Sharing tips for parenting in close quarters
“The internet has been a boon and a curse for teenagers.”
As we finish week four of distance learning, the quotation by JK Rowling may be more apt than even she envisioned. In our wildest dreams, we did not imagine the sheer number of children and college-age students who would be spending all day, everyday online. It’s not just that our Cobras are attending classes and doing school work via distance learning; they’re playing with friends virtually, watching movies from their computers, and spending much of their lives on electronic devices.
In turn because of the shelter in place orders, adults and adolescents are spending more time in close proximity with one another than they would ordinarily. Parents are working from their home office while children attend school at the dining room table. What are the potential side effects of all this togetherness and how is it affecting children?
When I want to learn from a nationally respected expert on child development, I often read or listen to Lisa Damour, a psychologist, school counselor, and author of Untangled: Guiding Teenage Girls Through the Seven Transitions into Adulthood and Under Pressure: Confronting the Epidemic of Stress and Anxiety in Girls. Damour’s advice combines the latest in well-grounded research with an extraordinary degree of wisdom gained from working with many adolescents in schools and in individual and family counseling.
In a recent New York Times article called “Quaranteenagers: Strategies for Parenting in Close Quarters,” Damour points to the inherent complications when teenagers, who yearn for independence and separation from their parents, are forced to stay home. In a podcast on this topic, Damour also commiserates with college freshmen who were just discovering their newfound autonomy and are now forced to revert to a stage in life they gladly left behind
To help parents face these newfound challenges, she provides a number of tips:
Make Space for Disappointment and Sadness — Adults need to recognize that teens feel a sense of loss as momentous events like prom, drama and musical performances, and special Spring happenings disappear, Damour says. In our meetings with Middle and Upper school students, we hear their disappointment and sadness as they miss their clubs, their extracurricular activities, and the annual spring traditions.
Make Space for Relief and Joy — While there is loss, there may also be in some cases, a sense of relief, Damour writes. Students are sleeping more, they do not have to deal with a peer that gives them headaches or a teacher who frustrates them. Just as the coronavirus is not their fault, we shouldn’t blame them if they see a temporary benefit. I have heard from some parents that this distance learning experiment is in some ways a blessing for introverts.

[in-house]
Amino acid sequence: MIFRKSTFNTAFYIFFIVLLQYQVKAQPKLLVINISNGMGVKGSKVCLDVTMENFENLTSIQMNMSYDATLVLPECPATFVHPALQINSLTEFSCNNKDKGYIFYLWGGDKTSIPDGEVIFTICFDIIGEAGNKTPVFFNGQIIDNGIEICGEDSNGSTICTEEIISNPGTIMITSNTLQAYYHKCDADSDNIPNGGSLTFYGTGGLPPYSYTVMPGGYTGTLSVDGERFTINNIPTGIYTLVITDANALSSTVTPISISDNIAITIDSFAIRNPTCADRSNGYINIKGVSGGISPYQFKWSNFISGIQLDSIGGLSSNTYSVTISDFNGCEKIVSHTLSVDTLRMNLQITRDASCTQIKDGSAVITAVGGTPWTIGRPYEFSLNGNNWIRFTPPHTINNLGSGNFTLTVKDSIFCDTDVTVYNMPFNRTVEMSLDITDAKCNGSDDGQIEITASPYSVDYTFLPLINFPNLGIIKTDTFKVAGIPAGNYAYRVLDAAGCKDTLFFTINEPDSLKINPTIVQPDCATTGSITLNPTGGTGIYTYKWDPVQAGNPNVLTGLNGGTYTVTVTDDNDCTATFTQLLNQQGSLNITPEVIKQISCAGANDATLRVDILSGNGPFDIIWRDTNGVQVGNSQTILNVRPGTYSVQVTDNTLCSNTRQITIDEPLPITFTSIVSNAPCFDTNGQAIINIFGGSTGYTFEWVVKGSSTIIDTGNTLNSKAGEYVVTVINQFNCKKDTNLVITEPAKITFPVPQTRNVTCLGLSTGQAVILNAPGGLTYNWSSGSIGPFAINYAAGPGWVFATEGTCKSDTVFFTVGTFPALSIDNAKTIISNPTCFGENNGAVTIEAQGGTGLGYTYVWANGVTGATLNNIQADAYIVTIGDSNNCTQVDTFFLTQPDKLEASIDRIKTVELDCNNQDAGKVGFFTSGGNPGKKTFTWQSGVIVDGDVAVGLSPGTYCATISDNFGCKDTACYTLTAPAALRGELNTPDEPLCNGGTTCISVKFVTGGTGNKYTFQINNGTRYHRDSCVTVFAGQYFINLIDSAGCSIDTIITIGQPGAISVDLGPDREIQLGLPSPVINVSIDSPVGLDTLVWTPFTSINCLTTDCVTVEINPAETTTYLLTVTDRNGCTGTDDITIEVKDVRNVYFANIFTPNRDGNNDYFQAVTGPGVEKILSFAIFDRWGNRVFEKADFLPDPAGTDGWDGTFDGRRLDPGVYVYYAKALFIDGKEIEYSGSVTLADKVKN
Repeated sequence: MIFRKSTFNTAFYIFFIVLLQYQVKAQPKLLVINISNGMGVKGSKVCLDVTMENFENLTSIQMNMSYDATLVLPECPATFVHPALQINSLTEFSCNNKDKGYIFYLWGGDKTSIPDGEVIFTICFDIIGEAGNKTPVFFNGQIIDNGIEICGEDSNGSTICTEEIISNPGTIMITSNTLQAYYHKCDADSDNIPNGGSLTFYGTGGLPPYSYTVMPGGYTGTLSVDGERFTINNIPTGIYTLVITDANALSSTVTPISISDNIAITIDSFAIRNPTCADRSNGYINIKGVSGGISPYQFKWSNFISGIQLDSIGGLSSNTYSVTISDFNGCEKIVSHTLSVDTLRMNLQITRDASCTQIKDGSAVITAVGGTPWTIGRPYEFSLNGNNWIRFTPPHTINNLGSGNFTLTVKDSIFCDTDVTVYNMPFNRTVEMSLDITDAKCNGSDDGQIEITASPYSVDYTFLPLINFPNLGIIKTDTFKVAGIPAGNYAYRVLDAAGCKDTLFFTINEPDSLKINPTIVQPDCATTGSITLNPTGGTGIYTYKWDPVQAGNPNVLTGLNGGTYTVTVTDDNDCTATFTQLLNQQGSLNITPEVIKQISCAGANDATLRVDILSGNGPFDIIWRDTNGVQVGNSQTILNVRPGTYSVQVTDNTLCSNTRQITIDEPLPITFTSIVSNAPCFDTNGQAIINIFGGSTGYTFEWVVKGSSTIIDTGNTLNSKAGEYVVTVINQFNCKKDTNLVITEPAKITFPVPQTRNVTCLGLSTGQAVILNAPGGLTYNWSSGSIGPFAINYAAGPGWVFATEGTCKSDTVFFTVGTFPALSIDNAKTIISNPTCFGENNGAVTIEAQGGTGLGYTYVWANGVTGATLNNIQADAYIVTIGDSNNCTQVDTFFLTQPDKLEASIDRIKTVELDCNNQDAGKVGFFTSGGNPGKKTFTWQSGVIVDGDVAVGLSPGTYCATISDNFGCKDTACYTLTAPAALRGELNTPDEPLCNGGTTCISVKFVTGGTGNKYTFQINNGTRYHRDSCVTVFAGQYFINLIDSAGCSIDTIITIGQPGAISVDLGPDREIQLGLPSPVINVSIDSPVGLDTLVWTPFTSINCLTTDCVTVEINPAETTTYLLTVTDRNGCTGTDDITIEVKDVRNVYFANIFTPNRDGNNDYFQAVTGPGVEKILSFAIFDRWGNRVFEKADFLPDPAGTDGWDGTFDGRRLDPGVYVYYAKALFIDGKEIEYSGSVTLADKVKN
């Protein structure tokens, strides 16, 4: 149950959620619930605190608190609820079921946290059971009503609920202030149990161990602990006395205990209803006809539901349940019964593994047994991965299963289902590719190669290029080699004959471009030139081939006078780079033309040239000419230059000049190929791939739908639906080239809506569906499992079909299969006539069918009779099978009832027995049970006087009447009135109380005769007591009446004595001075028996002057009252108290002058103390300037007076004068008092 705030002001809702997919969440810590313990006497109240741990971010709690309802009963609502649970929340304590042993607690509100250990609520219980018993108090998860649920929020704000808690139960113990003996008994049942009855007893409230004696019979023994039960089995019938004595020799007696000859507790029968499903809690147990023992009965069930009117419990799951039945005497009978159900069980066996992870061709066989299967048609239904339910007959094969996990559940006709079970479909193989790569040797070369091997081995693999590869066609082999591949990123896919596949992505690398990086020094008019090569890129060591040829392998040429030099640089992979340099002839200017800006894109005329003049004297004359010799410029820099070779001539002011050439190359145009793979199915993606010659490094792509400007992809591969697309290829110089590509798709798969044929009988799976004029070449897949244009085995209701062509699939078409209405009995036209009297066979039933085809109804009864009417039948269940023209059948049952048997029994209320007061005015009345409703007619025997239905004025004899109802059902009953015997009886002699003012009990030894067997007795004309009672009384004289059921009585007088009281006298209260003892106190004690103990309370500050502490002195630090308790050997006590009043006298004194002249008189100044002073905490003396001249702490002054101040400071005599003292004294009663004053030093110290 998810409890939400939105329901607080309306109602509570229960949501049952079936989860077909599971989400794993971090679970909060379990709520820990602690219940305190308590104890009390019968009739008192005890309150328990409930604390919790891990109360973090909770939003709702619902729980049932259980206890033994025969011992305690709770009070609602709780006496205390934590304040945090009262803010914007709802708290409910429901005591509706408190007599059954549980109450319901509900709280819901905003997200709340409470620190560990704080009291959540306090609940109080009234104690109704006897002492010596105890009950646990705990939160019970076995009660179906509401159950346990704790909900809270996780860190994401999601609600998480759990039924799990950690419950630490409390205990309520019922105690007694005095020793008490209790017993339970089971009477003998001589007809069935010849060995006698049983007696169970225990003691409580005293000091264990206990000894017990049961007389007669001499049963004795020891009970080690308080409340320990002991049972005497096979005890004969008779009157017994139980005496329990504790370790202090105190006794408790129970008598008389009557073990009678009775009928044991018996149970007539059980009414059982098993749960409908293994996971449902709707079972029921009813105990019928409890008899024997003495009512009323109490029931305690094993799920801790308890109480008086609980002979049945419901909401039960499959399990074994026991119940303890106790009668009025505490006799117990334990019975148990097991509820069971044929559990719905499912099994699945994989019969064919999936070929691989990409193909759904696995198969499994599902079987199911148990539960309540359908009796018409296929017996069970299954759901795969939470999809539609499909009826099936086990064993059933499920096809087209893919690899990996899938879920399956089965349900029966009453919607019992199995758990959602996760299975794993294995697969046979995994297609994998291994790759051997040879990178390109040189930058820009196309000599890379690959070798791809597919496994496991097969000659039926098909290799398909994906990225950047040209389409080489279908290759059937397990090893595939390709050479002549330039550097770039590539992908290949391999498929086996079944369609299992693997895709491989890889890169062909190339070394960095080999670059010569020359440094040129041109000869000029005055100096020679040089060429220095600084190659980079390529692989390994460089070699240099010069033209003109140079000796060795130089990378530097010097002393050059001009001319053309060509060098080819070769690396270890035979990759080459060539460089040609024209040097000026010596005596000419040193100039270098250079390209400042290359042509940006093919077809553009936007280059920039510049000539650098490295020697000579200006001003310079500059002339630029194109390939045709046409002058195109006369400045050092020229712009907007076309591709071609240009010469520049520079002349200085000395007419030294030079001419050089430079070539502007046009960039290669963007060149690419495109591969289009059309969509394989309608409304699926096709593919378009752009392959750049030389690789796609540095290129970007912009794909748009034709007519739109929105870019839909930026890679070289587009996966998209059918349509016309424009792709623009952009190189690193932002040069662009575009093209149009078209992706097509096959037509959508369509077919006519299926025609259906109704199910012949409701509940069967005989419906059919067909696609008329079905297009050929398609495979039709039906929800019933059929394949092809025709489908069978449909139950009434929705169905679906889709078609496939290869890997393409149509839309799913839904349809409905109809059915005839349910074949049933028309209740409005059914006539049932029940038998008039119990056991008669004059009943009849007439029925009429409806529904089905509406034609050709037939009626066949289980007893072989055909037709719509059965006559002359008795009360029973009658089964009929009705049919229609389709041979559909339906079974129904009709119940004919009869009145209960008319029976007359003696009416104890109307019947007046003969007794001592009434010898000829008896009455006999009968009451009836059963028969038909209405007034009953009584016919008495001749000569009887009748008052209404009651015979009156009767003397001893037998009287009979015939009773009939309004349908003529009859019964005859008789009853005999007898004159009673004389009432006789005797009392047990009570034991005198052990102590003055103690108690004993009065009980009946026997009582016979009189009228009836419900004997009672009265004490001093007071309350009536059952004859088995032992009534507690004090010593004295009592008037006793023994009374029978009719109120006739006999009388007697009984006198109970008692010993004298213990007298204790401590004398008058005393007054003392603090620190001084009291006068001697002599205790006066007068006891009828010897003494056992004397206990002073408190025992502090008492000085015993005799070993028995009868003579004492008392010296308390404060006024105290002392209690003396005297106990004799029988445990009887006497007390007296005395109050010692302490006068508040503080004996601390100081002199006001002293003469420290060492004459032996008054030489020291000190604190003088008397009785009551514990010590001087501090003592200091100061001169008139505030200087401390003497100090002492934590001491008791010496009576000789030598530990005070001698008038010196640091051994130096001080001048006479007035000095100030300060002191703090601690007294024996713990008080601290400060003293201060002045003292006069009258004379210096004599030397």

Expect Friction Regarding Their Social Lives — You might read this suggestion from Damour and feel like it is stating the obvious. Some parents may allow students to have friends over; others refuse. Ultimately, this is a parental decision; however, if you’re uncomfortable with your children not seeing their friends in person, Damour recommends considering relaxing rules on the amount of time children can spend online. This doesn’t mean throwing out all rules and anything goes; there should still be guidelines around sleep and safety online. However, there may need to be some leniency if this is the only way for children to connect with their peers.
As children and adults spend so much time in close quarters, parents should also understand the requirement for adolescents to have alone time. Children need to escape to their own spaces and we should honor that while here again reminding them that they still have commitments to their family.
If parents want children to have buy-in, they should bring their children in as “problem-solving partners.” Everyone is more likely to adhere to a plan when they have had a say in its development and creation. Young people need to feel a sense of empowerment and agency, particularly at a time when they feel like they have so little control in their own lives. Asking them to be a part of the solution enables adolescents to exercise their growing independence.
When asked in the podcast what is her primary recommendation for how to approach our new COVID-19 normal, Damour suggests “gentleness.” She explains that the medical and economic news has put everyone on edge; deep breaths, counting to ten, and not responding right away while trying to empathize with children and adolescents as they grapple with their varying emotions may be the most effective recipe for making it through this period.